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Draymond bursts bubble but more Warriors culture oozes out
What saying no, vehemently, to the bubble means
UPDATE: See update at the bottom of this post…
I was going to write a piece on the now-apparently-shot-down second NBA “bubble” for the “Delete Eight” bottom teams that weren’t invited to Orlando. I’m glad I waited/procrastinated. Sitting in my inbox for more than a month from Warriors PR are the detailed protocols of the individual workouts currently still going on at Chase Center; more on that below.
Today, in a segment of NBA on TNT’s “The Steam Room” podcast with Ernie Johnson and Charles Barkley, our very own Draymond Green finally burst the bubble. And then some.
I think we can agree: the Orlando bubble has been a smash hit, with the TV experience not drastically altered from normalcy plus not one, but two consecutive all-zeroes on COVID-19 test results throughout the entire 22-team player rosters.
Games are exciting, underdogs like Devin Booker are hitting buzzer-beaters against superstars like Paul George and Kawhi Leonard, and The Bay’s own Damian Lillard is leading a darkhorse, resurgent, and mostly healthy Portland Trail Blazers.
Best of all for us sidelined in DubNation, the Los Angeles Lakers have lost two in a row, can’t hit a three-pointer, suddenly have doubts, and “Slatar” — Anthony Slater of TheAthletic, our Kevin Durant of Golden State Warriors beat-writing — gets to tell the world about it.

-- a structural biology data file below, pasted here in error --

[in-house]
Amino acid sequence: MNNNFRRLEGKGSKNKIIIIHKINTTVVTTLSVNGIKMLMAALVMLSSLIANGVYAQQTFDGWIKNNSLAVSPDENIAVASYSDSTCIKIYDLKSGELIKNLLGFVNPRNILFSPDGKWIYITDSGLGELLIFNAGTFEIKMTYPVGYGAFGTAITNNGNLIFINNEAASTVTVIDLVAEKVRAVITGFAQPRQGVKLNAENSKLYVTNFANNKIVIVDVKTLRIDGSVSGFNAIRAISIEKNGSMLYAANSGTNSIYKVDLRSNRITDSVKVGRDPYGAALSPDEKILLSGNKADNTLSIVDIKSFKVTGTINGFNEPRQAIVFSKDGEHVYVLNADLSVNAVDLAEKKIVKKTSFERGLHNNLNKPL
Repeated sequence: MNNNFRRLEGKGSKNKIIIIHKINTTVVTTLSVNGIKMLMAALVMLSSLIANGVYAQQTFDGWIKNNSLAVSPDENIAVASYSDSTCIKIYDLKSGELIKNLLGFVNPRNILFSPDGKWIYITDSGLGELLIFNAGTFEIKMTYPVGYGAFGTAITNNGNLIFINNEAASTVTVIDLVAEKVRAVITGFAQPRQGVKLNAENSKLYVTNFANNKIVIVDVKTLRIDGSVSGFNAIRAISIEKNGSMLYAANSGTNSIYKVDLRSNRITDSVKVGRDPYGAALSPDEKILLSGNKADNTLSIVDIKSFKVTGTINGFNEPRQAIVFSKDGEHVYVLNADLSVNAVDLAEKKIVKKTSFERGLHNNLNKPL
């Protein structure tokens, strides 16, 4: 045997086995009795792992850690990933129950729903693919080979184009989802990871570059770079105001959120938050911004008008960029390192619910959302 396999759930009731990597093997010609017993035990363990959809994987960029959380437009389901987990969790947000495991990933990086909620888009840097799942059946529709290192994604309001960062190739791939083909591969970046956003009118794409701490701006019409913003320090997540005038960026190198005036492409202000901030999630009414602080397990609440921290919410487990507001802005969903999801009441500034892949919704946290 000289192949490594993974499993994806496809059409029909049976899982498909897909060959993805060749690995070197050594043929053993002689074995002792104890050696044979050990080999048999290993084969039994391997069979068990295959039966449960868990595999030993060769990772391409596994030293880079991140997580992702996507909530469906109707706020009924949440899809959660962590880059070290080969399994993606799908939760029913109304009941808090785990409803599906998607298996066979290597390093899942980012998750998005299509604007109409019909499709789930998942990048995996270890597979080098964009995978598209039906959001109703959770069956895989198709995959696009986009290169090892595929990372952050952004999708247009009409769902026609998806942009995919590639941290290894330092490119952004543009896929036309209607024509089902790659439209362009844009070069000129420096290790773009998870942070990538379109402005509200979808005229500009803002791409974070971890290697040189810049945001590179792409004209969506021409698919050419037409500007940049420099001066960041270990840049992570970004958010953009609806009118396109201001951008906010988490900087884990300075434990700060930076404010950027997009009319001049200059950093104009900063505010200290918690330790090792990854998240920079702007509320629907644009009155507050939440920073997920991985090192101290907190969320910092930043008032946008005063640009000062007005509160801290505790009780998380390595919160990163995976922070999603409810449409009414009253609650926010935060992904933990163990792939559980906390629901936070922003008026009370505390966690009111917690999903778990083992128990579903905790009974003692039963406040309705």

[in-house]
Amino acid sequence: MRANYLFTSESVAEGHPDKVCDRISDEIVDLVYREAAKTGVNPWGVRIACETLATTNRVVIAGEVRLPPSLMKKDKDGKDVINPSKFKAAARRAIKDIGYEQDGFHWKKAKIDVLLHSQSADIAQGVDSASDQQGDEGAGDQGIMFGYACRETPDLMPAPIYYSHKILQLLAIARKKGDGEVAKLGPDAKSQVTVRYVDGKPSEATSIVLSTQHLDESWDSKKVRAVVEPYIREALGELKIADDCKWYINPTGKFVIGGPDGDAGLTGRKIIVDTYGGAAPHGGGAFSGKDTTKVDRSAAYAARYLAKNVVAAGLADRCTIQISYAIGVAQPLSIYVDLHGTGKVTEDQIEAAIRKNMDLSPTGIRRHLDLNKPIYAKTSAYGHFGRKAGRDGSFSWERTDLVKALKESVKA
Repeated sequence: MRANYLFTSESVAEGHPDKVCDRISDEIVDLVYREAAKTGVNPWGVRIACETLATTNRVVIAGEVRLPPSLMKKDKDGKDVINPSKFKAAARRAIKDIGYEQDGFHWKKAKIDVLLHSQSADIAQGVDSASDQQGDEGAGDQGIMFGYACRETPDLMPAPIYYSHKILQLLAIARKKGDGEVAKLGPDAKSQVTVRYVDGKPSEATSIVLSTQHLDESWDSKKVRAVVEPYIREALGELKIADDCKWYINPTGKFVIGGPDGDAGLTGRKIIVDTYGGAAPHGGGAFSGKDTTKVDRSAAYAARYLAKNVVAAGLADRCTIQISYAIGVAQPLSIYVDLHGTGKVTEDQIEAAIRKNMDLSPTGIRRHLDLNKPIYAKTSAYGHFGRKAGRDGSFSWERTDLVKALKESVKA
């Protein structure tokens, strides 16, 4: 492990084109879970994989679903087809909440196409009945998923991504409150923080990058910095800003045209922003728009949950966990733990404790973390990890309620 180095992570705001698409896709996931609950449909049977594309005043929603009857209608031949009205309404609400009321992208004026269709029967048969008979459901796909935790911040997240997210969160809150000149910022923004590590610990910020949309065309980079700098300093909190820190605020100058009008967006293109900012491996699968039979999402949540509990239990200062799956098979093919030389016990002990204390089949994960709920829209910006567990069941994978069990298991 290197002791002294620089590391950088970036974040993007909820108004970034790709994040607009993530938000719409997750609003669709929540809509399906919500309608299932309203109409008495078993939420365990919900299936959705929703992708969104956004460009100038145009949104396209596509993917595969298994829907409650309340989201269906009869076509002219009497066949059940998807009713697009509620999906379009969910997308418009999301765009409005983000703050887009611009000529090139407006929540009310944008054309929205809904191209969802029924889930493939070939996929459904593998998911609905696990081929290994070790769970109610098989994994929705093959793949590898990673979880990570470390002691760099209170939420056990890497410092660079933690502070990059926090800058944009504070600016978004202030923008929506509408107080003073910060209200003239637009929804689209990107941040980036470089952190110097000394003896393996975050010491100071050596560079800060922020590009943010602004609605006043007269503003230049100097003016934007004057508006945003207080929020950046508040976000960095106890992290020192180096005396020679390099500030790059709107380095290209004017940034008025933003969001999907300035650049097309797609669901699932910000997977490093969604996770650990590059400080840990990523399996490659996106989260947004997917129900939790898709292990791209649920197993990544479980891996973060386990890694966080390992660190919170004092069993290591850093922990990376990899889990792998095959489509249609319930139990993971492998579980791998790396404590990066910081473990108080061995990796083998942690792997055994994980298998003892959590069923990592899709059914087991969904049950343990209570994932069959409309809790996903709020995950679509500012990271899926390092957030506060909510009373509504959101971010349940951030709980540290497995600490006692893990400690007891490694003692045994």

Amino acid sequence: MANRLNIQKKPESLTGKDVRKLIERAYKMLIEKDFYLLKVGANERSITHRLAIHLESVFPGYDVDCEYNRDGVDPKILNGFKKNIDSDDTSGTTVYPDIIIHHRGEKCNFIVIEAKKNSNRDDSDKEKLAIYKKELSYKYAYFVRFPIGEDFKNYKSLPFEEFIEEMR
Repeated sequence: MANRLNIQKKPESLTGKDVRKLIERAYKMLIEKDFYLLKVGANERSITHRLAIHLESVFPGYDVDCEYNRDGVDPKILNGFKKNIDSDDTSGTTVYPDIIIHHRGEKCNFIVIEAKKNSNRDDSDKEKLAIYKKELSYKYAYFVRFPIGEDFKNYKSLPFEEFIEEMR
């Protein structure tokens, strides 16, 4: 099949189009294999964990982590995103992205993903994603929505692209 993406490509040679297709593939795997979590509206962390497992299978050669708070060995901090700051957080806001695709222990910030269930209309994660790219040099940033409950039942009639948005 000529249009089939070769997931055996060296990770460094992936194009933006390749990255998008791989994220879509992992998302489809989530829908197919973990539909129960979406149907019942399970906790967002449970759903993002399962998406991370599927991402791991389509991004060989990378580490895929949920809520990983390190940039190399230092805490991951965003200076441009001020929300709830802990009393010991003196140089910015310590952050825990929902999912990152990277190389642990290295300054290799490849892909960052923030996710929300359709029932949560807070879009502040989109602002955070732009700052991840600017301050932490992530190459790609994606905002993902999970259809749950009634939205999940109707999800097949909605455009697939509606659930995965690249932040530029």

The behind-the-scenes clips of Booker getting splashed in the postgame locker room and Jusuf Nurkic and Lillard hitting up an ice bath at 1:00AM in the morning were pretty cool, by the way:
Alas, wouldn’t it make sense for the Warriors, with Stephen Curry and Klay Thompson both now ready to resume any and all team activities, to finally mesh with Green and Andrew Wiggins and test things out against “real” competition?
As a former coach (of amateurs), I thought so. Why wouldn’t you want to get some real game reps for your guys? Live-action petri-dishing always beats intra-squad practice, right?
And couldn’t the Delete Eight just move right into Orlando for a second bubble to appease the demands of NBPA’s Michele Roberts for strict safety protocols?
After all, Curry went on a road trip with wife Ayesha not too long ago, presumably to celebrate their wedding anniversary. On Instagram Steph posted a video, filmed by Ayesha, of him waking up and thinking he was in an Orlando hotel, about to get ready for a game or practice:
On Bill Simmons’ most recent podcast, head coach Steve Kerr said he’d talked to Draymond about having that itch to play and compete.
But, again, Green popped that bubble today with the Chuckster, laughing off the Delete Eight as a “Gus Macker toilet bowl.” In case you’re wondering, Gus Macker is an annual 3-on-3 blacktop basketball tournament where all ages, male and female, can play. Only Ernie had heard of it. But wow, Day-Day just equated the league’s worst seven teams with streetball!
Draymond also hinted that the SplashBrothers would not attend, in the closing quip that no one would want to see the Warriors without Steph and Klay, and that he himself would only attend to be a good sport about it. That’s something Warriors GM Bob Myers has mentioned, if the NBA were to somehow get unanimous consent for another bubble and asked GSW for their good faith participation.